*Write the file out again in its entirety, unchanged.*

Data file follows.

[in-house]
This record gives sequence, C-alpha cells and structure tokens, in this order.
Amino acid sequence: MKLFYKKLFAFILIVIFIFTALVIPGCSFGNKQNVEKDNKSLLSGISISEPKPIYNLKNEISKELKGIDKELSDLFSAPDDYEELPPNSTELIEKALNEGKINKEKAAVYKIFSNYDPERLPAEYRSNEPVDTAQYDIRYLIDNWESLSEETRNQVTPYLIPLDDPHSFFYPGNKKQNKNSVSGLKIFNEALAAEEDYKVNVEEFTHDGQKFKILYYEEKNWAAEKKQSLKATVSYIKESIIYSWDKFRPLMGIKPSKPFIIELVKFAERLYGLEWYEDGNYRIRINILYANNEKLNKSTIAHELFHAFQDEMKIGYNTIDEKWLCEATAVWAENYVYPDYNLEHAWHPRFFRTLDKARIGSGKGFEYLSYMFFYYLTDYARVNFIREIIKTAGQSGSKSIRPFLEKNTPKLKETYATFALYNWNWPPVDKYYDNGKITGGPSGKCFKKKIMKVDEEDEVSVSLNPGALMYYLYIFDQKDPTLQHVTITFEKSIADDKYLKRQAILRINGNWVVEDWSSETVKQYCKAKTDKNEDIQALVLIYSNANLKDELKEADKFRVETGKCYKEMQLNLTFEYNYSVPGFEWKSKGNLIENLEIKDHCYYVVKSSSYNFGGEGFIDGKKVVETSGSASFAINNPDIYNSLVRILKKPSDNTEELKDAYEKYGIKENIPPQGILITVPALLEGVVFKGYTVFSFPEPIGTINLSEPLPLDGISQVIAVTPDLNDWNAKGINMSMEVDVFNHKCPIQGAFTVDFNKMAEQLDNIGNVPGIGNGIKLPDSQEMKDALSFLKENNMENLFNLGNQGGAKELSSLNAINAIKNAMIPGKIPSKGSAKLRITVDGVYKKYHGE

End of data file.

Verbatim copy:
[in-house]
This record gives sequence, C-alpha cells and structure tokens, in this order.
Amino acid sequence: MKLFYKKLFAFILIVIFIFTALVIPGCSFGNKQNVEKDNKSLLSGISISEPKPIYNLKNEISKELKGIDKELSDLFSAPDDYEELPPNSTELIEKALNEGKINKEKAAVYKIFSNYDPERLPAEYRSNEPVDTAQYDIRYLIDNWESLSEETRNQVTPYLIPLDDPHSFFYPGNKKQNKNSVSGLKIFNEALAAEEDYKVNVEEFTHDGQKFKILYYEEKNWAAEKKQSLKATVSYIKESIIYSWDKFRPLMGIKPSKPFIIELVKFAERLYGLEWYEDGNYRIRINILYANNEKLNKSTIAHELFHAFQDEMKIGYNTIDEKWLCEATAVWAENYVYPDYNLEHAWHPRFFRTLDKARIGSGKGFEYLSYMFFYYLTDYARVNFIREIIKTAGQSGSKSIRPFLEKNTPKLKETYATFALYNWNWPPVDKYYDNGKITGGPSGKCFKKKIMKVDEEDEVSVSLNPGALMYYLYIFDQKDPTLQHVTITFEKSIADDKYLKRQAILRINGNWVVEDWSSETVKQYCKAKTDKNEDIQALVLIYSNANLKDELKEADKFRVETGKCYKEMQLNLTFEYNYSVPGFEWKSKGNLIENLEIKDHCYYVVKSSSYNFGGEGFIDGKKVVETSGSASFAINNPDIYNSLVRILKKPSDNTEELKDAYEKYGIKENIPPQGILITVPALLEGVVFKGYTVFSFPEPIGTINLSEPLPLDGISQVIAVTPDLNDWNAKGINMSMEVDVFNHKCPIQGAFTVDFNKMAEQLDNIGNVPGIGNGIKLPDSQEMKDALSFLKENNMENLFNLGNQGGAKELSSLNAINAIKNAMIPGKIPSKGSAKLRITVDGVYKKYHGE